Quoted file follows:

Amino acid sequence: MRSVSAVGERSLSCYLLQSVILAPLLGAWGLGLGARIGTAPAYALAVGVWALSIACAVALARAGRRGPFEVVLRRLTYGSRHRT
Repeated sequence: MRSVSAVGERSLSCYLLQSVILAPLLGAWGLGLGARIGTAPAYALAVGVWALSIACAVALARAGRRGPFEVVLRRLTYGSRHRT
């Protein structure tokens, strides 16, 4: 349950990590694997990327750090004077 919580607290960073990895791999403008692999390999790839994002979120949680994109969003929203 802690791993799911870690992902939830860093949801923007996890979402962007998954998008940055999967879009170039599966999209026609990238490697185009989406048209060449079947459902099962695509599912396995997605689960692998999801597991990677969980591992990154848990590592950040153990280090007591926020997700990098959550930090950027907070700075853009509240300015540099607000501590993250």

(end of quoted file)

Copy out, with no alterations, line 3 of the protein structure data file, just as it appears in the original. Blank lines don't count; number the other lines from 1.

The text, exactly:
């Protein structure tokens, strides 16, 4: 349950990590694997990327750090004077 919580607290960073990895791999403008692999390999790839994002979120949680994109969003929203 802690791993799911870690992902939830860093949801923007996890979402962007998954998008940055999967879009170039599966999209026609990238490697185009989406048209060449079947459902099962695509599912396995997605689960692998999801597991990677969980591992990154848990590592950040153990280090007591926020997700990098959550930090950027907070700075853009509240300015540099607000501590993250």